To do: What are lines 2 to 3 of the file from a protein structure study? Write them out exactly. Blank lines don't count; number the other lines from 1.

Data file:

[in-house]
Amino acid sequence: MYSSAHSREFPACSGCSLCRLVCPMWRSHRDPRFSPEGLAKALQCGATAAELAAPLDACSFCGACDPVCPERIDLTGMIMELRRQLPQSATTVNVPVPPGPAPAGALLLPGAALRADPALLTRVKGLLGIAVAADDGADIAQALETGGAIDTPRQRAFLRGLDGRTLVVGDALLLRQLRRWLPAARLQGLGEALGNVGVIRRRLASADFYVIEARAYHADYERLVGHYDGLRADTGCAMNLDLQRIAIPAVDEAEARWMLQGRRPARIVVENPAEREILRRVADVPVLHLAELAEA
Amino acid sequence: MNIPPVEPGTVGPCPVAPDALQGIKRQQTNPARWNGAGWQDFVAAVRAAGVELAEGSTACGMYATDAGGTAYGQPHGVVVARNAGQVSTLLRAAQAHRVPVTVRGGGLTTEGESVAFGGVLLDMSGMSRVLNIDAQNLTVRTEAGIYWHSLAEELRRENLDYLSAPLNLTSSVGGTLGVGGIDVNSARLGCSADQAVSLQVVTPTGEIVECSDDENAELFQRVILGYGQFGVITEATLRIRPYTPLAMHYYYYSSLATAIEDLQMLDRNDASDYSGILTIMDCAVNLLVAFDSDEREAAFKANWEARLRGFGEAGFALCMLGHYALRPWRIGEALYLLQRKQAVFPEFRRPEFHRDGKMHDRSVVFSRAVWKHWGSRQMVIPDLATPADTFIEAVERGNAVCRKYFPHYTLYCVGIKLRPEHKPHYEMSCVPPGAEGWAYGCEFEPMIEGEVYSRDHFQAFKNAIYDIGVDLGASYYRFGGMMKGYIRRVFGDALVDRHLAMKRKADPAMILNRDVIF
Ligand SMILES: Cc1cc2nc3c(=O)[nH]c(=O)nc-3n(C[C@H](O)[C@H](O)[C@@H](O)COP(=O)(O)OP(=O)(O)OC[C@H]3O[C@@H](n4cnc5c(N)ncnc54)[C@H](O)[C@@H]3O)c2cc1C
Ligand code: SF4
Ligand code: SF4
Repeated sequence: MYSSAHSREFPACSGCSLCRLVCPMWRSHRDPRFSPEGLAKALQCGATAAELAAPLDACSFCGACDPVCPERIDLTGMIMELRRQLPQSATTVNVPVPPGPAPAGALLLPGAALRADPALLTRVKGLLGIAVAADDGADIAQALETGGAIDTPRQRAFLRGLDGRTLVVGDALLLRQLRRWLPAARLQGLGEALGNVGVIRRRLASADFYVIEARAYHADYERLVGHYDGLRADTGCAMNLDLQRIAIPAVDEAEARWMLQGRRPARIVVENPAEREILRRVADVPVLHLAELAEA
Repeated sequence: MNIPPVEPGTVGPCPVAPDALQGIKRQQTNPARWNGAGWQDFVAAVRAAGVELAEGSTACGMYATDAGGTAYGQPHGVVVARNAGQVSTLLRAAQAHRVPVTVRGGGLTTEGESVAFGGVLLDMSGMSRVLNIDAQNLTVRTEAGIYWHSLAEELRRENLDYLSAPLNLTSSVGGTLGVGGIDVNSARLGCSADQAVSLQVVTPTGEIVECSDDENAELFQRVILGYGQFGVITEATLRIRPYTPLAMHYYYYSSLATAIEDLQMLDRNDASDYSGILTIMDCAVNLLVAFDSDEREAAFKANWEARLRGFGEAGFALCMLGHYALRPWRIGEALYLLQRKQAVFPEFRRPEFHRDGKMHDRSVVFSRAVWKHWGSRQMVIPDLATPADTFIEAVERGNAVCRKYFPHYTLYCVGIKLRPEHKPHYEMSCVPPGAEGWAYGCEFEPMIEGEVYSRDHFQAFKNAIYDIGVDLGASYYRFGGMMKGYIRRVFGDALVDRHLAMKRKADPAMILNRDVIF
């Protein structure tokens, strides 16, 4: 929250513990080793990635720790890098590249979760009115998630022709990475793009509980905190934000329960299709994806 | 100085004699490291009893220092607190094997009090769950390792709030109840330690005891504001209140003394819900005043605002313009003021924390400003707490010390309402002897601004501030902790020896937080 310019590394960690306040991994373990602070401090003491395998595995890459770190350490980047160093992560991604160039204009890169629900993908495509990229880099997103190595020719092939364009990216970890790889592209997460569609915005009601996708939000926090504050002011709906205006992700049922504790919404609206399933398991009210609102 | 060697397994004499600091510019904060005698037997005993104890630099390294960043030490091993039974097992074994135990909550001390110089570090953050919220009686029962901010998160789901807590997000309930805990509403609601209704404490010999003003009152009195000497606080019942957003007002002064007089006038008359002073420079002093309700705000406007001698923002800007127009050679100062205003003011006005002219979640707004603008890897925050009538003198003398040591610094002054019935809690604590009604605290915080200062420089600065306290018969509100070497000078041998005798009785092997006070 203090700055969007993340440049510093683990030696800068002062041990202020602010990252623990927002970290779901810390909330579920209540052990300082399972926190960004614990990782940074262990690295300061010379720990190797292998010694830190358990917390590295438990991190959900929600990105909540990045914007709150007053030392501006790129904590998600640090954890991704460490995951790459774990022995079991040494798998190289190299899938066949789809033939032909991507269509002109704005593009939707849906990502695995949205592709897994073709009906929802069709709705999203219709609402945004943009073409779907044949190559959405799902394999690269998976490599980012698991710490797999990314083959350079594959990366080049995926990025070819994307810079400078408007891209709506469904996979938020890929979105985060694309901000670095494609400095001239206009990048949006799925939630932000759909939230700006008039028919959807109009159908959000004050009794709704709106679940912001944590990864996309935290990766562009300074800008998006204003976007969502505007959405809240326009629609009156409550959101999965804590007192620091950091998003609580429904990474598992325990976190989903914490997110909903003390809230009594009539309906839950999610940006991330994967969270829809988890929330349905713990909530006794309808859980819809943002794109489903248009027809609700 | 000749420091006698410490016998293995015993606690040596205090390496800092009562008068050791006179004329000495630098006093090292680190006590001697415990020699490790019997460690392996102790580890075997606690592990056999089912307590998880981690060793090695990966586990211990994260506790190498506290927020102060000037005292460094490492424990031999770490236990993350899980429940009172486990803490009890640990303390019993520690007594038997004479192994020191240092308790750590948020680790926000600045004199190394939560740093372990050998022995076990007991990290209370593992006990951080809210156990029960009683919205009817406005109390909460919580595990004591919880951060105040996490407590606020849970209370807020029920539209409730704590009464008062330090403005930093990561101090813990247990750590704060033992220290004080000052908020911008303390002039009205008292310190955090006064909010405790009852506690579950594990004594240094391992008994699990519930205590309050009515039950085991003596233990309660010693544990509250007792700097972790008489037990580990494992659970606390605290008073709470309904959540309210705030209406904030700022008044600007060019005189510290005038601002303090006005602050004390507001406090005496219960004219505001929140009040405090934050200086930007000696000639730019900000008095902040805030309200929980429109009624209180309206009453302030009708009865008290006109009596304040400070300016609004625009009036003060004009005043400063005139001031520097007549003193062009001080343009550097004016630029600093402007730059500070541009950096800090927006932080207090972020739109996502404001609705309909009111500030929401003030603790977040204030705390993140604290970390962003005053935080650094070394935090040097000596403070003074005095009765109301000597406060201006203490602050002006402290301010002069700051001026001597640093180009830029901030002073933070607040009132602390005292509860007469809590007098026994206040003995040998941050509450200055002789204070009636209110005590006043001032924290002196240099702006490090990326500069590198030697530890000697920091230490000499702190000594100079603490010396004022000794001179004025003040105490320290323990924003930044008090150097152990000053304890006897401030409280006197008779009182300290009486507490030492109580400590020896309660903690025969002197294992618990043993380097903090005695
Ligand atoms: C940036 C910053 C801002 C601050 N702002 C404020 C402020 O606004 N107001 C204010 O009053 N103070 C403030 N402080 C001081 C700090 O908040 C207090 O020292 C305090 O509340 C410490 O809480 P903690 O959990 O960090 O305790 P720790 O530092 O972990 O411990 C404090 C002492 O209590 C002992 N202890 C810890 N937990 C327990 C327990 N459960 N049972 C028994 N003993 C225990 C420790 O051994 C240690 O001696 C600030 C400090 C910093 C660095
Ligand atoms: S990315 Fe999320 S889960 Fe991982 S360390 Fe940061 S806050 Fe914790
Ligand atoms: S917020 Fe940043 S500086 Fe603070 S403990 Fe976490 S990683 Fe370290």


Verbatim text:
Amino acid sequence: MYSSAHSREFPACSGCSLCRLVCPMWRSHRDPRFSPEGLAKALQCGATAAELAAPLDACSFCGACDPVCPERIDLTGMIMELRRQLPQSATTVNVPVPPGPAPAGALLLPGAALRADPALLTRVKGLLGIAVAADDGADIAQALETGGAIDTPRQRAFLRGLDGRTLVVGDALLLRQLRRWLPAARLQGLGEALGNVGVIRRRLASADFYVIEARAYHADYERLVGHYDGLRADTGCAMNLDLQRIAIPAVDEAEARWMLQGRRPARIVVENPAEREILRRVADVPVLHLAELAEA
Amino acid sequence: MNIPPVEPGTVGPCPVAPDALQGIKRQQTNPARWNGAGWQDFVAAVRAAGVELAEGSTACGMYATDAGGTAYGQPHGVVVARNAGQVSTLLRAAQAHRVPVTVRGGGLTTEGESVAFGGVLLDMSGMSRVLNIDAQNLTVRTEAGIYWHSLAEELRRENLDYLSAPLNLTSSVGGTLGVGGIDVNSARLGCSADQAVSLQVVTPTGEIVECSDDENAELFQRVILGYGQFGVITEATLRIRPYTPLAMHYYYYSSLATAIEDLQMLDRNDASDYSGILTIMDCAVNLLVAFDSDEREAAFKANWEARLRGFGEAGFALCMLGHYALRPWRIGEALYLLQRKQAVFPEFRRPEFHRDGKMHDRSVVFSRAVWKHWGSRQMVIPDLATPADTFIEAVERGNAVCRKYFPHYTLYCVGIKLRPEHKPHYEMSCVPPGAEGWAYGCEFEPMIEGEVYSRDHFQAFKNAIYDIGVDLGASYYRFGGMMKGYIRRVFGDALVDRHLAMKRKADPAMILNRDVIF